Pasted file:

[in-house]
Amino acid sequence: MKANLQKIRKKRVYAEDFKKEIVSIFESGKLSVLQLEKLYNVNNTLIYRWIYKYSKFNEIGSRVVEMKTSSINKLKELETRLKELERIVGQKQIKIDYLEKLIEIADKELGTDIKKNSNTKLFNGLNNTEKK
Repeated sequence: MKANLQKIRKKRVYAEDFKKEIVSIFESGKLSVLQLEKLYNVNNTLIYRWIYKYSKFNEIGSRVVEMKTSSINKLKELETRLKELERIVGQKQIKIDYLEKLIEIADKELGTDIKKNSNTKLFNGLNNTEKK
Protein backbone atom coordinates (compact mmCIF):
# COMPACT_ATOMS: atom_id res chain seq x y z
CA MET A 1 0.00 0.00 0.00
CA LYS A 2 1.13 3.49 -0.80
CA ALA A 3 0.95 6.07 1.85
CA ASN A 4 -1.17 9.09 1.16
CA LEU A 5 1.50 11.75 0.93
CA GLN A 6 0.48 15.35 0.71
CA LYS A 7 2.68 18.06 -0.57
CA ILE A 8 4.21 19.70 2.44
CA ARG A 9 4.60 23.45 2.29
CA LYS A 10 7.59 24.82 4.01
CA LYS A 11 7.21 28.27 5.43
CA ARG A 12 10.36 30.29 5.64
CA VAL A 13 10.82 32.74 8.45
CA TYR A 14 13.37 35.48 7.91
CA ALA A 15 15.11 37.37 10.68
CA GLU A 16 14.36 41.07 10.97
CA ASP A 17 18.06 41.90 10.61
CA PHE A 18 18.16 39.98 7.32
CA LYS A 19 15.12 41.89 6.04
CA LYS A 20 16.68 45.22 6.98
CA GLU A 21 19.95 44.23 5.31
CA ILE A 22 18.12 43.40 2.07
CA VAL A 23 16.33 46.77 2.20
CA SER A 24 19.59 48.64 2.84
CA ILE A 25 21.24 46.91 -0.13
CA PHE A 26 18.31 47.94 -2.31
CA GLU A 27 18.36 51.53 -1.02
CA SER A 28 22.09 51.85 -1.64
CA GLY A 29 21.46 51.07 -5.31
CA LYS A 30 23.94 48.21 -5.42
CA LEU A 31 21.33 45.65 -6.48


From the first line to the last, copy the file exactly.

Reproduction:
[in-house]
Amino acid sequence: MKANLQKIRKKRVYAEDFKKEIVSIFESGKLSVLQLEKLYNVNNTLIYRWIYKYSKFNEIGSRVVEMKTSSINKLKELETRLKELERIVGQKQIKIDYLEKLIEIADKELGTDIKKNSNTKLFNGLNNTEKK
Repeated sequence: MKANLQKIRKKRVYAEDFKKEIVSIFESGKLSVLQLEKLYNVNNTLIYRWIYKYSKFNEIGSRVVEMKTSSINKLKELETRLKELERIVGQKQIKIDYLEKLIEIADKELGTDIKKNSNTKLFNGLNNTEKK
Protein backbone atom coordinates (compact mmCIF):
# COMPACT_ATOMS: atom_id res chain seq x y z
CA MET A 1 0.00 0.00 0.00
CA LYS A 2 1.13 3.49 -0.80
CA ALA A 3 0.95 6.07 1.85
CA ASN A 4 -1.17 9.09 1.16
CA LEU A 5 1.50 11.75 0.93
CA GLN A 6 0.48 15.35 0.71
CA LYS A 7 2.68 18.06 -0.57
CA ILE A 8 4.21 19.70 2.44
CA ARG A 9 4.60 23.45 2.29
CA LYS A 10 7.59 24.82 4.01
CA LYS A 11 7.21 28.27 5.43
CA ARG A 12 10.36 30.29 5.64
CA VAL A 13 10.82 32.74 8.45
CA TYR A 14 13.37 35.48 7.91
CA ALA A 15 15.11 37.37 10.68
CA GLU A 16 14.36 41.07 10.97
CA ASP A 17 18.06 41.90 10.61
CA PHE A 18 18.16 39.98 7.32
CA LYS A 19 15.12 41.89 6.04
CA LYS A 20 16.68 45.22 6.98
CA GLU A 21 19.95 44.23 5.31
CA ILE A 22 18.12 43.40 2.07
CA VAL A 23 16.33 46.77 2.20
CA SER A 24 19.59 48.64 2.84
CA ILE A 25 21.24 46.91 -0.13
CA PHE A 26 18.31 47.94 -2.31
CA GLU A 27 18.36 51.53 -1.02
CA SER A 28 22.09 51.85 -1.64
CA GLY A 29 21.46 51.07 -5.31
CA LYS A 30 23.94 48.21 -5.42
CA LEU A 31 21.33 45.65 -6.48